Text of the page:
The Outer Banks is a 100-mile stretch of island coastline spotted with small, seaside towns and ideal opportunities for camping, sightseeing, and spending time outdoors. These islands are the site of some foundational American history as well. The first colony in America was founded in Roanoke, and the Wright Brothers staged their first flight in Kitty Hawk, on December 17th, 1903. The Outer Banks is also home to a host of beautiful lighthouses, so if you’re planning a visit then read on to discover the five most beautiful lighthouses of the Outer Banks!
1. Cape Hatteras Lighthouse
The Cape Hatteras Lighthouse is not only the tallest brick lighthouse in the world (at 208 feet tall) but it is also one of the most well-known lighthouses due to its unique black and white striped design.
There have been a total of three lighthouses built in Buxton on Hatteras Island since the first tower was constructed in 1803. The construction of the lighthouse that stands today was a response to extensive structural damage from the Civil War of 1861. The Cape Hatteras Lighthouse was rebuilt in 1870, three years after United States Congress approved $155,000 for the process. On Dec 16th, 1870 the tower’s first-order Fresnel lens was lit and helped provide a powerful beam of light over the dangerous shores of North Carolina’s Outer Banks.
At the time it was erected the base of the tower was initially 1,600 feet away from the shoreline. Over the years, erosion took its toll and by 1930 the sea was only 150 feet from the Cape Hatteras Lighthouse. By the 1990s the need for a solution to this problem had become dire, and the National Park Service and the National Academy of Sciences teamed up to move the lighthouse inland by 1,600 feet. This was accomplished by the International Chimney Corporation in 1999, which successfully transported the 4,800-ton lighthouse to safety.
Those who wish to visit the Cape Hatteras Lighthouse are welcome any time of the year except Christmas Day, December 25th. It is open to the public from 9 am to 5 pm year-round, and from 9 am to 6 pm during the summer.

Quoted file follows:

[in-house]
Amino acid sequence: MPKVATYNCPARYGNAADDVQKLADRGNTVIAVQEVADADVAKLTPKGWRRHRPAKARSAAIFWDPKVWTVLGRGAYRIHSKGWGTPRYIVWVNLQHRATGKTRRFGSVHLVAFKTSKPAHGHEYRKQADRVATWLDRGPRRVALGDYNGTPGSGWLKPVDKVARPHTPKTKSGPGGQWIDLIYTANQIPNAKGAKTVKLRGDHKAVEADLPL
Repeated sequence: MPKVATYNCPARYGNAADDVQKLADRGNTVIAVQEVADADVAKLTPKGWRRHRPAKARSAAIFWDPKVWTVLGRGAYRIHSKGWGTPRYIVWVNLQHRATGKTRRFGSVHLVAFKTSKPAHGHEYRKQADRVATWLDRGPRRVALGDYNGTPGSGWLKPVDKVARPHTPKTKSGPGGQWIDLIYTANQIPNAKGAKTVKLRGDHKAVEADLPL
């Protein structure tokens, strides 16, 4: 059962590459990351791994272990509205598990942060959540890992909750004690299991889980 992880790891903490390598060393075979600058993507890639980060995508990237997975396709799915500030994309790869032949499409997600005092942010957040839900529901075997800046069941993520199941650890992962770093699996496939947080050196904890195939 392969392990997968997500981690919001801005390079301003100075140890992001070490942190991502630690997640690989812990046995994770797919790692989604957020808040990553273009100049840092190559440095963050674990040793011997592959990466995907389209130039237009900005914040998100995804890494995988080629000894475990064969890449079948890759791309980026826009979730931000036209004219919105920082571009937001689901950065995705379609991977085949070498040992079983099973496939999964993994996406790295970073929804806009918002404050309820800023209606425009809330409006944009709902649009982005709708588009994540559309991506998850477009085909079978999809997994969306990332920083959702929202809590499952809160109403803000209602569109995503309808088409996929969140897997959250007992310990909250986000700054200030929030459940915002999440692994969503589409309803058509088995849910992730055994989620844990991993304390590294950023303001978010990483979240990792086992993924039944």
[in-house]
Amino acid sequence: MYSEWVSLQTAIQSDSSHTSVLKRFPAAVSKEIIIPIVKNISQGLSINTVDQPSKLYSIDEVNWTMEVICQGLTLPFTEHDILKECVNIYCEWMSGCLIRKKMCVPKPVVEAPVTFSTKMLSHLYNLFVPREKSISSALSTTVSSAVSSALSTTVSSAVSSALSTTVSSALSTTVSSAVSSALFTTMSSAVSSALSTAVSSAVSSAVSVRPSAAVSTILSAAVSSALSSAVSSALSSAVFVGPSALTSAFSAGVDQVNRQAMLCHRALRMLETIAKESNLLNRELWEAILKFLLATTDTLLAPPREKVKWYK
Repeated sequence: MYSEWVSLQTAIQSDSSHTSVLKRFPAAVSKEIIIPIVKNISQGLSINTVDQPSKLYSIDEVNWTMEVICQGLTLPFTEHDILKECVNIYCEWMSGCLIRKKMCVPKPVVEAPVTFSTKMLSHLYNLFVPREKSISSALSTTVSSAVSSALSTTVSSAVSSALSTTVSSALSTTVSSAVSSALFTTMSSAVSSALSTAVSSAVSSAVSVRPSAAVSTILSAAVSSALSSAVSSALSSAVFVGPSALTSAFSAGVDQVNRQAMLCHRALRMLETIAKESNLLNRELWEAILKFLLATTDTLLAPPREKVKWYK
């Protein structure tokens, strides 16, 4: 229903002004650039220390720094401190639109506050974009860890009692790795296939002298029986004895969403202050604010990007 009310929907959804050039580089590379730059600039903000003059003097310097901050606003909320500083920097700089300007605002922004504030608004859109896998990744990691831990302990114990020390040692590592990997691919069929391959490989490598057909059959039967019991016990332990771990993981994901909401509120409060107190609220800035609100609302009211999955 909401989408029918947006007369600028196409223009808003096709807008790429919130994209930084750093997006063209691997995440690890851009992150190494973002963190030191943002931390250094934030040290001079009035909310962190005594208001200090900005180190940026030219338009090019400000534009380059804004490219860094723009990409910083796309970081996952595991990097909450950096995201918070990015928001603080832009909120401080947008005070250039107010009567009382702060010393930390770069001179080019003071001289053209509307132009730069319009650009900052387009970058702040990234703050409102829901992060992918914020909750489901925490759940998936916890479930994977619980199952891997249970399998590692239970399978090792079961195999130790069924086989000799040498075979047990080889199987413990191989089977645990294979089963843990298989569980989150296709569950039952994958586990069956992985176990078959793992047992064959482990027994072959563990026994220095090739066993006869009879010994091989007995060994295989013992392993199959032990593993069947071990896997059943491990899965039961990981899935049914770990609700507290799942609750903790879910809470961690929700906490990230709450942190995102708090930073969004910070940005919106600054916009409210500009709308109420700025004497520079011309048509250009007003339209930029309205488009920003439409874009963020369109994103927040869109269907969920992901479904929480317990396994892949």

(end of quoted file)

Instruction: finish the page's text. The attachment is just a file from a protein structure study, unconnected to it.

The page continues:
2. Roanoke Marshes Lighthouse
The Roanoke Marshes Lighthouse lies at the end of a 40-yard wooden boardwalk in downtown Manteo, a quiet and charming town in the Outer Banks. It is the last of four lighthouses to bear the name and is technically considered to be a replica since its functioning predecessors stood at the southern tip of the Croatan Sound where their light could be properly useful.
The initial Roanoke Marshes Lighthouse was built in 1831 and only operated for eight years before falling into disrepair. In 1857 a second structure was built which included living quarters big enough for a lighthouse keeper and one assistant, as well as a lantern room. United States Congress was able to fund the construction with $10,000, and on April 15th of 1858, it was fully operating with a fourth-order Fresnel lens.
Following a brief period of inactivity during the Civil War the Roanoke Marshes Lighthouse resumed its duties in 1863. A decade later, the tower had fallen victim to the slow wash of erosion that had washed away the land around it, and United States Congress approved a budget of $15,000 for the construction of a third lighthouse.
This iteration of the Roanoke Marshes Lighthouse was completed by November of 1877 and operated until the United States Coast Guard decommissioned the lighthouse in 1955. The town of Manteo had plans to buy the lighthouse but before they could act it was purchased by Elijah Tate, who had the structure moved onto a barge in order to transport it. The sea conditions on the day of its shipment were rough enough to send the lighthouse teetering into the ocean, and it was subsequently estimated to be too dangerous to retrieve it from the depths.
In 1999, Manteo began work on a replica of the Roanoke Marshes Lighthouse to help celebrate their centennial. Multiple complications including fundraising issues, Hurricane Isabel, and protestations by the United States Army Corps of Engineers all delayed the process until it 2004, when it was completed on September 25th. It is operated by the Roanoke Island Maritime Museum and is open to the public Tuesday through Saturday from 9 am to 5 pm, except in the wintertime.
3. Currituck Beach Lighthouse
The Currituck Beach Lighthouse is distinct from many of its Outer Banks counterparts in that the entire structure is made of exposed brick. The tower stands 162 feet tall and is located close to the grounds of the Whalehead, a historic mansion in Corolla, North Carolina, where it still helps ships at sea.
The northern shoreline of the Outer Banks is notoriously dangerous for passing vessels, and after hundreds of shipwrecks across the centuries prompted the locals to act, construction finally began on a lighthouse in 1872. After three years of laboring the Currituck Beach Lighthouse was finished on December 1st, 1875, helping to illuminate the last unlit section of the North Carolina coastline between the Bodie Island lighthouse and the Cape Henry Lighthouse.
It was fitted with a First Order Fresnel light (the biggest of its kind) which projected out across the ocean for 18 miles to guide captains and their boats through the treacherous waters at night. The Currituck Beach Lighthouse is one of the only towers in North America that has retained its original Fresnel lens.